Bookiness of the Book

Readers are still coming to terms with what they are losing in the move from paper based to electronic reading: 

When I read a physical book, I remember the text and the book—its shape, jacket, heft and typography. When I read an e-book, I remember the text alone. The bookness of the book simply disappears, or rather it never really existed.

Verlyn Klinkenborg, New York Times


Bookstores Going Away?

Our local bookstore won Australian Bookseller of the Year in 2012. It's a fantastic space, well curated, livened by an ongoing series of displays and literary events. It is clear that the proprietors view it as a passion as much as a business. Yet they have been in the news suggesting business is bad and closure possible. If a bookstore that good is in trouble, then pity the rest. Another local bookstore (children's specialist) shut down a couple of weeks ago. As the outlets shrink in number and shelf space, the economics of book distribution stop working. Deep discounting Internet sellers such as Amazon and the Book Depository have a massive advantage. Mike Shatzkin has done a sterling job of discussing this transition and the change in perspective required in the new digital age. Maybe bookstores will survive in some form, but it is difficult to feel very confident about that at the moment. It is depressing to contemplate entire towns bereft of a place where the life of the mind is given its due.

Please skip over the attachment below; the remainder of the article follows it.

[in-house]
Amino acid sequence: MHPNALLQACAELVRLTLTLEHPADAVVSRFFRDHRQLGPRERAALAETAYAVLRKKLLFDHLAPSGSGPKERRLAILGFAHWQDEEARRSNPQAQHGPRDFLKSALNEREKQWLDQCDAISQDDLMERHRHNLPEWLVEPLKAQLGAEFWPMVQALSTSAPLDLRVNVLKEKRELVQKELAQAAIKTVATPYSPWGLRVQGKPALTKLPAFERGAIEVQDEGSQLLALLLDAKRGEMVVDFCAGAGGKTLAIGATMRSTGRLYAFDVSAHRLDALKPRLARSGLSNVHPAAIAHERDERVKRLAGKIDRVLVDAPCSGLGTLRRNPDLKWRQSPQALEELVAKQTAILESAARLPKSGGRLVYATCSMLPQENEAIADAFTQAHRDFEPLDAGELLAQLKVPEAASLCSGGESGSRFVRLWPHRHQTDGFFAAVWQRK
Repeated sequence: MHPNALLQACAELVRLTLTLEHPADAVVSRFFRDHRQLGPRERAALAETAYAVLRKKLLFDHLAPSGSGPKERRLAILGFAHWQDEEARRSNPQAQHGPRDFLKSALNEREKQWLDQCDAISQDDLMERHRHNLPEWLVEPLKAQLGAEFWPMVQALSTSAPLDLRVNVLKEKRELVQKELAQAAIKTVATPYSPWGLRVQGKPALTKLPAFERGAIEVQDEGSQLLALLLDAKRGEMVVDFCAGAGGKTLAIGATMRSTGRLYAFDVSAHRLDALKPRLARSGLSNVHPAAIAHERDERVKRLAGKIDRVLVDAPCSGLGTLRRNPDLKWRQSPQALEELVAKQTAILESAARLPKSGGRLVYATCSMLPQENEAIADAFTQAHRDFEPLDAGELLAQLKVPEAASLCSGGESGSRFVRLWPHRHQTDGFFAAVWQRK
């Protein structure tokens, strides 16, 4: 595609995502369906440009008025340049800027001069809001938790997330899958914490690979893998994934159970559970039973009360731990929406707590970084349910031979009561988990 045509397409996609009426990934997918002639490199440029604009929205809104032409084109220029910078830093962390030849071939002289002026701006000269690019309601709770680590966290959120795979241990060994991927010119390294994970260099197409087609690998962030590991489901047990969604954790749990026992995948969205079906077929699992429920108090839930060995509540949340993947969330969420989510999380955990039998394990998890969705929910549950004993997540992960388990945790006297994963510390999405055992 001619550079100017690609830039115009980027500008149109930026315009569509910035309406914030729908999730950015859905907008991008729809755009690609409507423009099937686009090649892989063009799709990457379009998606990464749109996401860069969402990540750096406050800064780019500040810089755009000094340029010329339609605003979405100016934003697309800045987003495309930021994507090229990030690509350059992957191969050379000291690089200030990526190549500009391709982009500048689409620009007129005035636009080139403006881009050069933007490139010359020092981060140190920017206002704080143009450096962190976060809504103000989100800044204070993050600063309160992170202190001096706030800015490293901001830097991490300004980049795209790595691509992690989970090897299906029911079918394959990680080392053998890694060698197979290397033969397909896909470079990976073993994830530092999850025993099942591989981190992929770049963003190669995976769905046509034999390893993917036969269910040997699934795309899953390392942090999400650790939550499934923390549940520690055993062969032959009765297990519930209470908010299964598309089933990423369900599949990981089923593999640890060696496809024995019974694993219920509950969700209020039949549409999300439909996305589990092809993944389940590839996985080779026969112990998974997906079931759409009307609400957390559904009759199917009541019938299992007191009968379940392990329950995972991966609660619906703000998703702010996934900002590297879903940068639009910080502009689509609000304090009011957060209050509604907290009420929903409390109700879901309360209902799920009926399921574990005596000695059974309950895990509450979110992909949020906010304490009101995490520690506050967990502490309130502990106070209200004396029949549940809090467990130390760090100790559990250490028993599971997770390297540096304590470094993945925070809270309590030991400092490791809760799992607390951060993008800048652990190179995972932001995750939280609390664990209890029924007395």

Lions and Lilies

Catherine A Wilson and Catherine T Wilson (head to their website for an explanation of that unlikely pairing of names) write entertaining and well researched historical sagas set in medieval times. They have built up a dedicated readership for their "Lions and Lillies" series, and are excellent at building up reader expectations and involvement. We wanted their covers to convey a cinematic sense of excitement and immediacy.